Baby Care Basics:
5 Must-Know Tips for That First Week Home

1. Baby wipes
Most docs recommend avoiding premoistened diaper wipes for the first month of baby's life since some of their chemicals can irritate a newborn's tender skin. Instead, use cotton balls dipped in warm water. When baby’s ready for regular wipes, choose ones that are alcohol-free and unscented to prevent irritation.

2. Bath time
Until baby’s umbilical cord is off and healed, baby can only take sponge baths. Start by soaking your baby a little. Make sure to always keep one hand on baby, and remember that infants are especially slippery when wet. Start with his face–one area at a time since covering the whole face with a washcloth can be scary -- and work your way down. Make sure to thoroughly wash inside all the folds (under the arms, in the neck, the genital area, etc.) and save baby’s dirtiest parts -- aka the diaper area -- for last. Then, move back up and wash baby’s hair. And note: There’s no need to bathe more than every few days.

3. Newborn skin
At birth, baby's skin will probably appear to be dry. How come? It’s in the process of peeling off an entire waterproof layer of sorts. But in general, a baby's skin doesn’t need much specialized care -- just lots of TLC. A mild cleanser is safe, though many people recommend just plain water. Your baby's face takes a lot of abuse (just think of all that spitting!), so do your best to keep it clean. But if baby's skin seems excessively dry, irritated or itchy, or if you notice a rash or breakout, consult your pediatrician ASAP.

4. The umbilical cord get sucked into registering for cute toys or outfits Umbilical cord care has changed dramatically over the last 20 years; now, many hospitals recommend doing nothing but keeping the cord dry (read: sponge baths only). But some pediatricians still recommend using alcohol on the cord with each diaper change to speed up the healing process. That way you’ll be able to give your baby real baths, as opposed to sponge baths, sooner. So find out what your doctor recommends.

5. Fingernails and toenails
The safest way to keep a newborn’s nails short is to just file them and not cut them at all. Since the skin of the fingers is usually attached to the back of the nail, cutting the nails often results in nipping the fingertip too (ouch!). Even though the bleeding is minor and can be stopped quickly with a little pressure, it's very upsetting to the parent -- and always seems like a lot more blood than it really is! Once baby is a little older (18 months), you can cut their nails while they’re asleep.

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What Happens at Baby’s 12-Month Checkup?

Baby’s 12-month checkup is coming up. What questions, procedures and immunizations should I expect?


Baby’s 12-month checkup is coming up. What questions, procedures and immunizations should I expect?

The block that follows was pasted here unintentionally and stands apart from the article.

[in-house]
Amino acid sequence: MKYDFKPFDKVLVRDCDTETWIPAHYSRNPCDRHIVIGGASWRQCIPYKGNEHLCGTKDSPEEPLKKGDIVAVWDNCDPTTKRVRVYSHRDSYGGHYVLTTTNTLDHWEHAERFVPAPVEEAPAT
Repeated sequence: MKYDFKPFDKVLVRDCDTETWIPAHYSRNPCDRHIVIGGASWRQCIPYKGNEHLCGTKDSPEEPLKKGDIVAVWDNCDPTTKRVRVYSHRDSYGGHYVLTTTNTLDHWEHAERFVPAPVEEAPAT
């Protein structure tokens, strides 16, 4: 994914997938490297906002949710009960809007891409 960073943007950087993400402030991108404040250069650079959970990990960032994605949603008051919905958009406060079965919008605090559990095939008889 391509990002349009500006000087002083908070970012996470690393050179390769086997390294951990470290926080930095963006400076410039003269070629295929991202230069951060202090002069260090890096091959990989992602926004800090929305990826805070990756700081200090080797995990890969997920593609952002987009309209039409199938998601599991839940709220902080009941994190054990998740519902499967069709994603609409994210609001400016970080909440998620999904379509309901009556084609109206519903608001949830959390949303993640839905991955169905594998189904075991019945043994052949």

The Bump Expert

You’ve made it to one year! This milestone calls for exciting, toddler things like real milk and sippy cups, and it also means a checkup with another round of immunizations, says Preeti Parikh, MD. Here’s what else:

Questions the doctor will ask

• Is baby crawling, walking and pulling himself up? (It’s completely okay if he’s not walking yet.)

• Has baby made the transition to solids?

• How many teeth does baby have? (It could be anywhere from zero to eight.)

• How are baby’s motor skills? Does he use both hands to pick things up?

• Does baby follow moving objects with his eyes?

• What is baby saying? It should be at least one word beyond “mama” and “dada.”

Procedures the doctor will do

Weight check. The doctor or nurse will measure and weigh baby and plot weight, height, and head circumference on a growth chart that indicates the average height and weight for boys and girls. Baby should stay within the same percentile range from checkup to checkup.

Physical. The doctor will check baby’s heart, lungs, genitals, reflexes, joints, eyes, ears and mouth. She’ll also check the shape of baby’s head and check his soft spots (fontanels) to make sure they’re developing properly.

Blood test. Baby’s blood will be screened for anemia and checked for lead.

Vaccines baby may get

• Chickenpox
• Hepatitis A (But it can also wait until 15 months.)

Recommendations the doctor will make

• Introduce real milk, but no more than 24 ounces per day, since most calories should be coming from solids. Some babies don’t really like regular milk, so yogurt and cheese are good alternatives.

• Let baby play and feed himself with cereal to work on fine motor skills.

• Look baby in the eyes while you’re talking to work on communication development.

• Wean him off the bottle and on to sippy cups. Parikh says cups with straws are best for mouth development.

• Start weaning baby off of the pacifier. Start by taking it away during naps.

• Keep brushing baby’s new teeth.

Expert: Preeti Parikh, MD, is a pediatrician in New York City and spokesperson for the American Academy of Pediatrics.

Anisa Arsenault